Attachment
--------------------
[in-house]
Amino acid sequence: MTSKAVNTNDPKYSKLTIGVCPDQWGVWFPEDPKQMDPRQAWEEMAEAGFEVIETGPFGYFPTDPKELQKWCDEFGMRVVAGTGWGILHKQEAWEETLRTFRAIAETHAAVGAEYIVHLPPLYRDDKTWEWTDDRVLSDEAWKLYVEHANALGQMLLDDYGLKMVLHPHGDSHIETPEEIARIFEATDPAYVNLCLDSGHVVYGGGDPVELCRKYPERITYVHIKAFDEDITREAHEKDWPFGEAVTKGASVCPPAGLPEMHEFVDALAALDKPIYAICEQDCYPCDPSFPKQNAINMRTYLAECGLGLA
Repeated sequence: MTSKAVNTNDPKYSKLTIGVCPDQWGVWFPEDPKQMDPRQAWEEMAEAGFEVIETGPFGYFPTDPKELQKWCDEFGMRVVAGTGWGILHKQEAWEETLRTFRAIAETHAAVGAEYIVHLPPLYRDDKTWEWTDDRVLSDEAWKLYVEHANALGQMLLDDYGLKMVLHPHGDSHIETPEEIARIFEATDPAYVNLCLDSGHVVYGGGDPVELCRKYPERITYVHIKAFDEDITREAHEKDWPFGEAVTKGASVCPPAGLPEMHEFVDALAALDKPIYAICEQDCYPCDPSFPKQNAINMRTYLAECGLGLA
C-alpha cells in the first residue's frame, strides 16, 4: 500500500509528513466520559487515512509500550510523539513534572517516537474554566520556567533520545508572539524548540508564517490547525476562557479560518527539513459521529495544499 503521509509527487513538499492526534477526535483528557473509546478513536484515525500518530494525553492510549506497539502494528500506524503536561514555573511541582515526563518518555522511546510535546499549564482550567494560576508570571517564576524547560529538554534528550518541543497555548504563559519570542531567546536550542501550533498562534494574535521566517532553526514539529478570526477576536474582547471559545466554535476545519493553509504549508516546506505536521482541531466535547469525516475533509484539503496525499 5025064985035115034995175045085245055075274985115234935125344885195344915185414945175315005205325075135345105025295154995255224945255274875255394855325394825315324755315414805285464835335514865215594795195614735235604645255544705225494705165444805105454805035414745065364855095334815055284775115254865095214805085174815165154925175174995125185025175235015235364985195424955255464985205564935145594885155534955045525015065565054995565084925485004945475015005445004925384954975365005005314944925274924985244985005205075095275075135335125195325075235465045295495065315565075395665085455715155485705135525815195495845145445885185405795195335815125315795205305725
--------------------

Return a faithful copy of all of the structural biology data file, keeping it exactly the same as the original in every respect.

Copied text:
[in-house]
Amino acid sequence: MTSKAVNTNDPKYSKLTIGVCPDQWGVWFPEDPKQMDPRQAWEEMAEAGFEVIETGPFGYFPTDPKELQKWCDEFGMRVVAGTGWGILHKQEAWEETLRTFRAIAETHAAVGAEYIVHLPPLYRDDKTWEWTDDRVLSDEAWKLYVEHANALGQMLLDDYGLKMVLHPHGDSHIETPEEIARIFEATDPAYVNLCLDSGHVVYGGGDPVELCRKYPERITYVHIKAFDEDITREAHEKDWPFGEAVTKGASVCPPAGLPEMHEFVDALAALDKPIYAICEQDCYPCDPSFPKQNAINMRTYLAECGLGLA
Repeated sequence: MTSKAVNTNDPKYSKLTIGVCPDQWGVWFPEDPKQMDPRQAWEEMAEAGFEVIETGPFGYFPTDPKELQKWCDEFGMRVVAGTGWGILHKQEAWEETLRTFRAIAETHAAVGAEYIVHLPPLYRDDKTWEWTDDRVLSDEAWKLYVEHANALGQMLLDDYGLKMVLHPHGDSHIETPEEIARIFEATDPAYVNLCLDSGHVVYGGGDPVELCRKYPERITYVHIKAFDEDITREAHEKDWPFGEAVTKGASVCPPAGLPEMHEFVDALAALDKPIYAICEQDCYPCDPSFPKQNAINMRTYLAECGLGLA
C-alpha cells in the first residue's frame, strides 16, 4: 500500500509528513466520559487515512509500550510523539513534572517516537474554566520556567533520545508572539524548540508564517490547525476562557479560518527539513459521529495544499 503521509509527487513538499492526534477526535483528557473509546478513536484515525500518530494525553492510549506497539502494528500506524503536561514555573511541582515526563518518555522511546510535546499549564482550567494560576508570571517564576524547560529538554534528550518541543497555548504563559519570542531567546536550542501550533498562534494574535521566517532553526514539529478570526477576536474582547471559545466554535476545519493553509504549508516546506505536521482541531466535547469525516475533509484539503496525499 5025064985035115034995175045085245055075274985115234935125344885195344915185414945175315005205325075135345105025295154995255224945255274875255394855325394825315324755315414805285464835335514865215594795195614735235604645255544705225494705165444805105454805035414745065364855095334815055284775115254865095214805085174815165154925175174995125185025175235015235364985195424955255464985205564935145594885155534955045525015065565054995565084925485004945475015005445004925384954975365005005314944925274924985244985005205075095275075135335125195325075235465045295495065315565075395665085455715155485705135525815195495845145445885185405795195335815125315795205305725